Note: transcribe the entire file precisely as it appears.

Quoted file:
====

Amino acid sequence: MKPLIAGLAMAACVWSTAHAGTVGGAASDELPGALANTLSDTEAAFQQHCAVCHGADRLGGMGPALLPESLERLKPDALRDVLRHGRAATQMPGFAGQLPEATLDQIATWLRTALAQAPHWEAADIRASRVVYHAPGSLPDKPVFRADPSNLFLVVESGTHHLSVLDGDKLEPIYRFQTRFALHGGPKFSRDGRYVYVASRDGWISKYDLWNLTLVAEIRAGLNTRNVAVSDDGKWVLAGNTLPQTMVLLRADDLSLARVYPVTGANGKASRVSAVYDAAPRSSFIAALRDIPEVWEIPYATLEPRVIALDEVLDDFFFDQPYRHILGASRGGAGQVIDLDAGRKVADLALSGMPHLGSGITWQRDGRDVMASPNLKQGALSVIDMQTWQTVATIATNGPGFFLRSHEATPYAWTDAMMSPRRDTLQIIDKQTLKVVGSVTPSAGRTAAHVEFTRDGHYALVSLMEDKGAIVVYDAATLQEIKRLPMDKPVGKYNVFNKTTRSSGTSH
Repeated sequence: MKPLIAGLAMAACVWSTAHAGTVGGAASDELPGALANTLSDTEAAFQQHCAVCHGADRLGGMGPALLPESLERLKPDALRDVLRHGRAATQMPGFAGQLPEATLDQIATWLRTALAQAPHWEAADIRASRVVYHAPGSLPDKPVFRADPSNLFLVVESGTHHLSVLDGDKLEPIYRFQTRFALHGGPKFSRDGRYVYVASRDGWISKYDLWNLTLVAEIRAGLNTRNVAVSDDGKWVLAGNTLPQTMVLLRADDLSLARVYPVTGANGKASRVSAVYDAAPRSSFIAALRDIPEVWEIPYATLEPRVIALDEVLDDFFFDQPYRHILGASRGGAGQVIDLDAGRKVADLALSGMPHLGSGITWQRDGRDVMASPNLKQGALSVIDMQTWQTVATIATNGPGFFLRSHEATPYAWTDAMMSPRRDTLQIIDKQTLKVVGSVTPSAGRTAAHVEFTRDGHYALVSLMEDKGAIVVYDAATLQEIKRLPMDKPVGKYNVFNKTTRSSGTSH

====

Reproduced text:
Amino acid sequence: MKPLIAGLAMAACVWSTAHAGTVGGAASDELPGALANTLSDTEAAFQQHCAVCHGADRLGGMGPALLPESLERLKPDALRDVLRHGRAATQMPGFAGQLPEATLDQIATWLRTALAQAPHWEAADIRASRVVYHAPGSLPDKPVFRADPSNLFLVVESGTHHLSVLDGDKLEPIYRFQTRFALHGGPKFSRDGRYVYVASRDGWISKYDLWNLTLVAEIRAGLNTRNVAVSDDGKWVLAGNTLPQTMVLLRADDLSLARVYPVTGANGKASRVSAVYDAAPRSSFIAALRDIPEVWEIPYATLEPRVIALDEVLDDFFFDQPYRHILGASRGGAGQVIDLDAGRKVADLALSGMPHLGSGITWQRDGRDVMASPNLKQGALSVIDMQTWQTVATIATNGPGFFLRSHEATPYAWTDAMMSPRRDTLQIIDKQTLKVVGSVTPSAGRTAAHVEFTRDGHYALVSLMEDKGAIVVYDAATLQEIKRLPMDKPVGKYNVFNKTTRSSGTSH
Repeated sequence: MKPLIAGLAMAACVWSTAHAGTVGGAASDELPGALANTLSDTEAAFQQHCAVCHGADRLGGMGPALLPESLERLKPDALRDVLRHGRAATQMPGFAGQLPEATLDQIATWLRTALAQAPHWEAADIRASRVVYHAPGSLPDKPVFRADPSNLFLVVESGTHHLSVLDGDKLEPIYRFQTRFALHGGPKFSRDGRYVYVASRDGWISKYDLWNLTLVAEIRAGLNTRNVAVSDDGKWVLAGNTLPQTMVLLRADDLSLARVYPVTGANGKASRVSAVYDAAPRSSFIAALRDIPEVWEIPYATLEPRVIALDEVLDDFFFDQPYRHILGASRGGAGQVIDLDAGRKVADLALSGMPHLGSGITWQRDGRDVMASPNLKQGALSVIDMQTWQTVATIATNGPGFFLRSHEATPYAWTDAMMSPRRDTLQIIDKQTLKVVGSVTPSAGRTAAHVEFTRDGHYALVSLMEDKGAIVVYDAATLQEIKRLPMDKPVGKYNVFNKTTRSSGTSH